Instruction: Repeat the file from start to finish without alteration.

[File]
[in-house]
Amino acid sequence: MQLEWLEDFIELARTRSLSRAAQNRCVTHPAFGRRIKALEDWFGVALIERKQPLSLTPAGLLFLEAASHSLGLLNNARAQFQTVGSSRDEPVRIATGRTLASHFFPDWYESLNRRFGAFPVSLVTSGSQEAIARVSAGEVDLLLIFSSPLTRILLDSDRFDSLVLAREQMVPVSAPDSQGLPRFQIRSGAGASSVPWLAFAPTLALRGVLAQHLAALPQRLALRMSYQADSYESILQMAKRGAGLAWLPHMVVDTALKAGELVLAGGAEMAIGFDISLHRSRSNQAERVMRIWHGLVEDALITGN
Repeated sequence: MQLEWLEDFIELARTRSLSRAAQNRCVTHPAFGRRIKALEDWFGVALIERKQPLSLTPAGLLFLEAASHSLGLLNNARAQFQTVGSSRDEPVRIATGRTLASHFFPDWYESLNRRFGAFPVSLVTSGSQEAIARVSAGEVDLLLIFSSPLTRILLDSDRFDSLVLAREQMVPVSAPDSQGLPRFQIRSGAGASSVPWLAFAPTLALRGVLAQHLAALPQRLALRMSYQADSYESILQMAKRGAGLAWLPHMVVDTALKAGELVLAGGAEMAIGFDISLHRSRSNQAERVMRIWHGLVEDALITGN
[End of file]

[in-house]
Amino acid sequence: MQLEWLEDFIELARTRSLSRAAQNRCVTHPAFGRRIKALEDWFGVALIERKQPLSLTPAGLLFLEAASHSLGLLNNARAQFQTVGSSRDEPVRIATGRTLASHFFPDWYESLNRRFGAFPVSLVTSGSQEAIARVSAGEVDLLLIFSSPLTRILLDSDRFDSLVLAREQMVPVSAPDSQGLPRFQIRSGAGASSVPWLAFAPTLALRGVLAQHLAALPQRLALRMSYQADSYESILQMAKRGAGLAWLPHMVVDTALKAGELVLAGGAEMAIGFDISLHRSRSNQAERVMRIWHGLVEDALITGN
Repeated sequence: MQLEWLEDFIELARTRSLSRAAQNRCVTHPAFGRRIKALEDWFGVALIERKQPLSLTPAGLLFLEAASHSLGLLNNARAQFQTVGSSRDEPVRIATGRTLASHFFPDWYESLNRRFGAFPVSLVTSGSQEAIARVSAGEVDLLLIFSSPLTRILLDSDRFDSLVLAREQMVPVSAPDSQGLPRFQIRSGAGASSVPWLAFAPTLALRGVLAQHLAALPQRLALRMSYQADSYESILQMAKRGAGLAWLPHMVVDTALKAGELVLAGGAEMAIGFDISLHRSRSNQAERVMRIWHGLVEDALITGN